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Green tea lowers the rate of some GI cancers
NYR Natural News
Natural Health News — Women who drink green tea may lower their risk of developing some digestive system cancers, especially cancers of the stomach, oesophagus and colorectum, according to a new study.
To determine green tea’s impact on cancer risk, US investigators surveyed women enrolled in the Shanghai Women’s Health Study, a large population-based study of approximately 75,000 middle-aged and older Chinese women.
The study involved only non-smoking and non-drinking women to minimise the potential influence of these two risk factors on the results for tea consumption and digestive system cancer risk.
During the initial interview participants were asked if they drank tea, the type of tea consumed and how much they consumed. Most of the Chinese women reported drinking primarily green tea. The researchers also asked about other lifestyle factors including the kinds of food eaten regularly, exercise habits, education level and occupation.
More green tea = more protection
The researchers found that regular tea consumption – defined as tea consumption at least three times a week for more than six months – was associated with a 17% reduced risk of all digestive cancers combined.
As levels of consumption went up, the risk of cancer went down. Specifically, those who consumed about two to three cups per day (at least 150 g of tea per month) had a 21% reduced risk of digestive system cancers.
The trend toward fewer digestive cancers was strongest for stomach, oesophageal and colorectal cancers. Overall the study showed that women who consumed 580 mg of flavonoids per day have a 51% lower risk of stomach cancer than those who consume 200 mg per day or less.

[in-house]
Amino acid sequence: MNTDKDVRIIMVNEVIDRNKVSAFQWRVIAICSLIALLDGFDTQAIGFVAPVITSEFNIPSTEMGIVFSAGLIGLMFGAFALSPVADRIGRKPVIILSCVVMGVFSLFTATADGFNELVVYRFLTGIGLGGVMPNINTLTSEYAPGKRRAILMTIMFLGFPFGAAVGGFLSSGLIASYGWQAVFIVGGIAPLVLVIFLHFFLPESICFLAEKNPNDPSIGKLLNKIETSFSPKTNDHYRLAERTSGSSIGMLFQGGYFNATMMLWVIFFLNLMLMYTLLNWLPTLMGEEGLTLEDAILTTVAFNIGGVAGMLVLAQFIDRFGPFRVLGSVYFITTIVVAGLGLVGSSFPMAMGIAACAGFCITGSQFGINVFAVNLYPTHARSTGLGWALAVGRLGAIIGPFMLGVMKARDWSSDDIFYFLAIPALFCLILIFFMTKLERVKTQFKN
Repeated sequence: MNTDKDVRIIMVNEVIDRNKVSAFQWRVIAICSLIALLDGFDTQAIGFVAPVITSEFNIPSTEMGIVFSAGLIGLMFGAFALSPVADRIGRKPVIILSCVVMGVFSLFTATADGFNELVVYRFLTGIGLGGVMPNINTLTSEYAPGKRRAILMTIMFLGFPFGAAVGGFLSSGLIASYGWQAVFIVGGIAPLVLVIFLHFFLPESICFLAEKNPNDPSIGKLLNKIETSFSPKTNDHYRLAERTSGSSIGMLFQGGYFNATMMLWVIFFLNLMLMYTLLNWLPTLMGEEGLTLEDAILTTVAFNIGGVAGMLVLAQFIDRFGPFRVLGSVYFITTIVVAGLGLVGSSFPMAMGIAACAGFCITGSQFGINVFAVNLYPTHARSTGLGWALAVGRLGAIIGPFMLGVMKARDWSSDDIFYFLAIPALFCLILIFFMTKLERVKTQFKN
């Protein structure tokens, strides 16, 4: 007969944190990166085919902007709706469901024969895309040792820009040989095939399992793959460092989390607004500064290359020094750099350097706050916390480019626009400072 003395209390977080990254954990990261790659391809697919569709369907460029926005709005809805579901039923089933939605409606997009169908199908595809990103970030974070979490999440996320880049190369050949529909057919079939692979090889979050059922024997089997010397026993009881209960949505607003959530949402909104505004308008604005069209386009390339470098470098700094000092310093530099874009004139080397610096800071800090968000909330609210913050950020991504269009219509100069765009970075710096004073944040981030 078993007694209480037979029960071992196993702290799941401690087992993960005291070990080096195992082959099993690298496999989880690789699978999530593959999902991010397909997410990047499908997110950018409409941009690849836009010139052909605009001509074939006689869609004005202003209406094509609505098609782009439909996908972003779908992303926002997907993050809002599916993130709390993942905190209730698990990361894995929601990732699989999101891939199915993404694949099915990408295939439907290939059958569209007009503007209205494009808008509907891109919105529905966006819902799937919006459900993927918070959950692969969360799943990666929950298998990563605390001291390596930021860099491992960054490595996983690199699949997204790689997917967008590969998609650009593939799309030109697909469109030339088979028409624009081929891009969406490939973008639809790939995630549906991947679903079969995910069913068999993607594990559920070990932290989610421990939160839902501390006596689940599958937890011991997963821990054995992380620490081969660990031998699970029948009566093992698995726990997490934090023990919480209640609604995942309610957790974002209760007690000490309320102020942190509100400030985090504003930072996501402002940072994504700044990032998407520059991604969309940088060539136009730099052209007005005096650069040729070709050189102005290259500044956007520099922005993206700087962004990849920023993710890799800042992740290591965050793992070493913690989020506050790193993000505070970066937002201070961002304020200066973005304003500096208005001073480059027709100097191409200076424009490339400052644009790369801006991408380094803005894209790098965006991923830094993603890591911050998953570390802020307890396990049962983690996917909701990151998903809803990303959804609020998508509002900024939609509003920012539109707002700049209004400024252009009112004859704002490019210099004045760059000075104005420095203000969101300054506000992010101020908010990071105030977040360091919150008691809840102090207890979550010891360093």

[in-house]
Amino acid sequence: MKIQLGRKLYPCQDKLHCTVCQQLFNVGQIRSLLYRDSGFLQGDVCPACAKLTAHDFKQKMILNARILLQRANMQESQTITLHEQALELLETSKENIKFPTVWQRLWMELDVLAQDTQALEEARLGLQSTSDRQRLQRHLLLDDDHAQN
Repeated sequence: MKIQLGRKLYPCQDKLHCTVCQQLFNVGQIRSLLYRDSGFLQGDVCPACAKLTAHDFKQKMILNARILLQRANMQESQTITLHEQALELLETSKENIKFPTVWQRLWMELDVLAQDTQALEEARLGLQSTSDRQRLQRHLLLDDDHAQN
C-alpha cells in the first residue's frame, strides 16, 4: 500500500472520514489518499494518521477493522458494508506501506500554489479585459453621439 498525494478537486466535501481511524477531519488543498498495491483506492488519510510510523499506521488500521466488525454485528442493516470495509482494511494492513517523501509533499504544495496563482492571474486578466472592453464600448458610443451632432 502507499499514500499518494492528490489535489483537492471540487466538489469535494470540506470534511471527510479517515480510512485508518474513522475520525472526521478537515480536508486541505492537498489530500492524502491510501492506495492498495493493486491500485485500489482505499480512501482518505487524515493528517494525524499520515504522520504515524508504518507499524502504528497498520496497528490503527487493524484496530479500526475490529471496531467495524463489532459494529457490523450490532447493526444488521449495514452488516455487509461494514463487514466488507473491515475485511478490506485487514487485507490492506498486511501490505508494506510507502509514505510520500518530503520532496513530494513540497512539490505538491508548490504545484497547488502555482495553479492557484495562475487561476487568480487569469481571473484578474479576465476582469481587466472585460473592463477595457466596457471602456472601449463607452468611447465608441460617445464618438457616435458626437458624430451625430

Regular tea drinkers in the study were younger, had higher education, exercised more and consumed more fruits and vegetables and researchers say these factors may also have been influential.
Nevertheless, “For all digestive system cancers combined, the risk was reduced by 27% among women who had been drinking tea regularly for at least 20 years,” said lead author lead author Sarah Nechuta, PhD, MPH, assistant professor of Medicine a the Vanderbilt-Ingram Cancer Center in Nashville, Tennessee. “For colorectal cancer, risk was reduced by 29% among the long-term tea drinkers. These results suggest long-term cumulative exposure may be particularly important.”
Green tea contains 12,511 mg of flavonoids per 100 grams of leaves, or around 250 mg in a bag of tea. Specifically, tea ( including green, black and white varieties) contains natural substances that include catechins like EGCG and ECG. Catechins have antioxidant properties and may inhibit cancer by reducing DNA damage and blocking tumour cell growth and invasion.
A great deal of research links antioxidant flavonoids to health benefits.
Flavonoids in apples can help reduce the risk of pancreatic cancer. Those dark chocolate can help protect the heart, those in onions have been shown to improve your liver function. Eating flavonoid-rich blueberries and strawberries may slow mental decline in old age, and citrus fruits could reduce your risk of stroke. Flavonoids in pine bark have been shown to help slow the signs of skin ageing.
Other studies show that green tea has multiple benefits for obesity-related hypertension.
See our chart of the foods with the highest antioxidant capacity here.